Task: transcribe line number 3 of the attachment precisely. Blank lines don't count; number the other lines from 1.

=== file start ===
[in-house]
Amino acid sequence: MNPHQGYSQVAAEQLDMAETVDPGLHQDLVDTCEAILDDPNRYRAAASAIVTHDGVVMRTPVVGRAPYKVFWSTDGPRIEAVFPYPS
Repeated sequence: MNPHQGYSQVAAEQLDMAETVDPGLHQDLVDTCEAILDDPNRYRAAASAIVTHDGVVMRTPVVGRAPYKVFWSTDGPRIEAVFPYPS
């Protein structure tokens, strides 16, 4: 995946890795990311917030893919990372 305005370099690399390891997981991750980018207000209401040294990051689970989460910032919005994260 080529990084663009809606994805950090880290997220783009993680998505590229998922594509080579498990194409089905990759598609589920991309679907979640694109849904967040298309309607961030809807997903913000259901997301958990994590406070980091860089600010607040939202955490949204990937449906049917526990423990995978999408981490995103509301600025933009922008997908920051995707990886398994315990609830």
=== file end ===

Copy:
Repeated sequence: MNPHQGYSQVAAEQLDMAETVDPGLHQDLVDTCEAILDDPNRYRAAASAIVTHDGVVMRTPVVGRAPYKVFWSTDGPRIEAVFPYPS